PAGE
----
“I’m young,” she told her father. She felt connected to her family, and to the Vizhnitz court, and this shidduch meant she’d be moving halfway across the world to the Skverer court. But she felt that if her grandfather wanted this for her, then this was her tachlis in life. And so, trusting her grandfather, she got engaged.

A Home of Her Own

The engagement period was spent in a flurry of activity. In preparation for moving to the States, Chana’la learned English.

The wedding took place on Tu B’Av in the Shikun Vizhnitz in Bnei Brak. It was a historical event, a great simchah that just a decade and a half after the War signified the Jewish Nation would not only survive, but rebuild.

And then it was time to move across the ocean.

Her parents and grandfather, the Imrei Chaim, came to the airport to see her off. “We stood at the gate, and my parents couldn’t say a word from the emotion that choked them. I couldn’t say a word either,” the Rebbetzin recalled.

While household phones had become standardized in the states, in Eretz Yisrael telephones were the exclusive domain of heads of states or heads of chassidus. Still, her father refused to own a phone. Foretelling the sentiment of our rabbanim today about technology, he said the phone would distract him from learning and cause people to waste countless hours in trivial talk.

Instead, he urged his daughter to write letters twice a week. “In retrospect, that enabled us to have an archive of all the important events in our lives,” she and the Rebbe both said.

In New Square, the mail, and even groceries, were dropped off at the entrance of the village. Every day, the Rebbe’s gabbai would climb the hill to bring back the mail. The Rebbetzin peered out of the window each afternoon, waiting for a letter from home.

Chana’la, my sweet daughter, the Yeshios Moshe wrote in one. You have time, you could write with detail on each aspect, because we are interested in knowing everything about you.

And in another: Dear Children, our hearts yearn for you and we can’t focus on anything else. We think about you constantly. Write often, you’ll simply be buying Olam Haba.

When her son, Reb Aron Mendel, was born, a telegram was sent to her parents, informing them of the mazel tov.

“Write more,” the Yeshios Moshe responded. “How is the yoledes?”

The yoledes had been prepared for the job of raising children her entire life. “My grandfather writes that according to the Bnei Yissaschar, every mitzvah should be done in thought, word, and action. And because chinuch is a mitzvah, a parent should think about, speak about, and take action in raising our children,” the Rebbetzin once said.

“He also said that the most important aspect of raising children is our actions. Children see what we do, they know that we’re working on ourselves much more than we say we do. Nevertheless, good intentions aren’t enough. We have to take action.”

She understood that one of the most important tools for raising children was keeping them close by and spending time together. The Rebbe didn’t like the idea of children riding bikes outside, so the Rebbetzin let them ride them on the porch and inside the house, knocking into the walls and having a lot of fun. Years later, when it was time to renovate the house and remove the wood chair rail paneling that had become hopelessly out of vogue, she was hesitant to rip them off the walls. “These panels allowed my children to have hours of fun riding around the house. These were the buffers,” she said.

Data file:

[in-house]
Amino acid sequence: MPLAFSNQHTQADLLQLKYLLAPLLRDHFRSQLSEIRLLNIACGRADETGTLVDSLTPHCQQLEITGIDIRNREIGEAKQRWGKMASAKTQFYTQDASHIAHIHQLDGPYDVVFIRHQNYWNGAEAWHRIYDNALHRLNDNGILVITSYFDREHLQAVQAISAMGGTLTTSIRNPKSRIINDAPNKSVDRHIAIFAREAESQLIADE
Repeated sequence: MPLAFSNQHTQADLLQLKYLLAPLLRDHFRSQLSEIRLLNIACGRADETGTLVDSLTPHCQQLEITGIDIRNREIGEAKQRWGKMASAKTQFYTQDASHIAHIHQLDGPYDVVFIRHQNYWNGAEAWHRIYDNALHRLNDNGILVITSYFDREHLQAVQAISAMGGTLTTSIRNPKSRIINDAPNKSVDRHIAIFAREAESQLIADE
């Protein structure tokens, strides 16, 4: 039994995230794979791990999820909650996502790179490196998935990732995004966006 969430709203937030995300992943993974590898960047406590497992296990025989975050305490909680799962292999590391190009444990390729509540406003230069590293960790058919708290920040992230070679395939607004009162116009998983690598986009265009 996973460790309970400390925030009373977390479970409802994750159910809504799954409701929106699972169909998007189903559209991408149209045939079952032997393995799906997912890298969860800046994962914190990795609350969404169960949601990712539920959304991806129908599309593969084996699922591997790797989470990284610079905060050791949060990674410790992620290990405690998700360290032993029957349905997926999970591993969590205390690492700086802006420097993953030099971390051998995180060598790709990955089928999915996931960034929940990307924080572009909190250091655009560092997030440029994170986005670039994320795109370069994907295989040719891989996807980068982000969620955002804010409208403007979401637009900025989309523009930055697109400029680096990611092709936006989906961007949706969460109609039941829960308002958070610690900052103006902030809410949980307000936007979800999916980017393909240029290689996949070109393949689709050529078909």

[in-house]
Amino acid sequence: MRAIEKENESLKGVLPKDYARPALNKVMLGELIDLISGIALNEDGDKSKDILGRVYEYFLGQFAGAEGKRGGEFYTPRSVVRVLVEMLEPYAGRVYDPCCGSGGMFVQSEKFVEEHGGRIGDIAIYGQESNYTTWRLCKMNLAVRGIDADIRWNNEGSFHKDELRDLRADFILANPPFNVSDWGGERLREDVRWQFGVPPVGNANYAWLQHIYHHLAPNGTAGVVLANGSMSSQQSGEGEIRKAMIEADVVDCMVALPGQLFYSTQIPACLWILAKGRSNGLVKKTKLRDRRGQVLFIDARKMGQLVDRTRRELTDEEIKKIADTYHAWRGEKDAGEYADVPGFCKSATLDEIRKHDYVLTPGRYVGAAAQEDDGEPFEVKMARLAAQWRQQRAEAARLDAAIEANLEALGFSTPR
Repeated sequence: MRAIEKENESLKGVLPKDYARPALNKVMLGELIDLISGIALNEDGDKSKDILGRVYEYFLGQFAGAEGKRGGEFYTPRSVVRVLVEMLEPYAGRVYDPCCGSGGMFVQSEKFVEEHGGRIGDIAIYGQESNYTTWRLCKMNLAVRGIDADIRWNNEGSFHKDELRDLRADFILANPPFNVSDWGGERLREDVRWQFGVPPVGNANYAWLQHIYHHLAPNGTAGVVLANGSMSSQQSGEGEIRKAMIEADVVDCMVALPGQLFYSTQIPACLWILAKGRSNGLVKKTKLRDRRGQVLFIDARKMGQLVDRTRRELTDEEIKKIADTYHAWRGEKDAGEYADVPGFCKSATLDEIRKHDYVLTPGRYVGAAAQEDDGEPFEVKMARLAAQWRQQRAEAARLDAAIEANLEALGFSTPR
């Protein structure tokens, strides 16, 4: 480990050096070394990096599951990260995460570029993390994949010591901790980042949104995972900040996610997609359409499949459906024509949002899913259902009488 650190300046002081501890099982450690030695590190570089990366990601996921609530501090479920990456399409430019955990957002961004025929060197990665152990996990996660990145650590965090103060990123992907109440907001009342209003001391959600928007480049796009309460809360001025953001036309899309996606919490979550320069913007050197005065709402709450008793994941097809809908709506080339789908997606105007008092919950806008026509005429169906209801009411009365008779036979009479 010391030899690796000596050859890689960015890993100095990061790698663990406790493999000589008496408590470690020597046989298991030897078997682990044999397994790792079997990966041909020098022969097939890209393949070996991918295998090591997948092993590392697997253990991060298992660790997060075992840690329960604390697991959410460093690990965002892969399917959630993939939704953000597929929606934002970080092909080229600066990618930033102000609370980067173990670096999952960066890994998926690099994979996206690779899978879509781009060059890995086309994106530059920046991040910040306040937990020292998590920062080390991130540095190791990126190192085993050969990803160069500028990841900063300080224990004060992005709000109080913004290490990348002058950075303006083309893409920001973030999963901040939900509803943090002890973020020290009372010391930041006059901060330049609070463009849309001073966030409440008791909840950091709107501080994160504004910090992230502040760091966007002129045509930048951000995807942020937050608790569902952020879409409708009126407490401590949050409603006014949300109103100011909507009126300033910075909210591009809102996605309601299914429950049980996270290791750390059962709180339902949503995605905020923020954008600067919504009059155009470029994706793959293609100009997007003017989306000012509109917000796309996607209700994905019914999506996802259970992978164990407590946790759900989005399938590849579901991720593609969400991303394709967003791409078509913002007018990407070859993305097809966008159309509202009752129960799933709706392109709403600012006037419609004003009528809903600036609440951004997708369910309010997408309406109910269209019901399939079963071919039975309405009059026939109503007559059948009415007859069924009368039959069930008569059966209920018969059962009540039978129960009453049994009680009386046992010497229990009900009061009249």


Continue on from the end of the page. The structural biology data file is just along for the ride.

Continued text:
She kept her children busy and satisfied at home because she said, “A parent should always know where her child is.”

She’d share the nachas she had from her children with her parents and grandparents in letters that crossed the ocean every week. In one of the letters she received from the Imrei Chaim of Vizhnitz, he writes, “Your mother showed me a picture of your sweet son. Why don’t you send one to your grandfather and grandmother, as well?”

The Rebbetzin poured love freely into her children. She’d tell them stories of tzaddikim to convey knowledge and wisdom. She listened to them intently, and every child, child-in-law, and grandchild knew that her heart was fully open to them. They all felt close to her because they’d spend time together, simply connecting. She took them on Chol Hamoed trips at a time when there was no crowd.

She wanted her children to know that there will be things that are a no, and yet they’re not missing out in life.

Her father, too, would ask her, “Did you go out with the children?” And she did.

She was a mother, after all.

Becoming the Rebbetzin

She was mother to a chassidus that, in her time in Skver, grew from a young, 70-family village to one with thousands of residents. She was mother to the many guests and family members who would come and stay. And she was mother to all the mothers in the community, those who gave birth, those who made simchahs, and those who yearned to.

One big project she undertook was the founding of Aim B’Yisroel, a mother-and-baby home where postpartum women would be nurtured and regain their strength. Nothing but the most elegant fittings were installed, so that years down the line, when a new mother would arrive to rest up with her newborn, the couches would be comfortable, the carpets plush, and the chandeliers stately.

The Rebbetzin would visit the kimpeturins every Friday. She’d bring them a personal gift — a siddur. She’d ask after each woman: Who was she? How was she?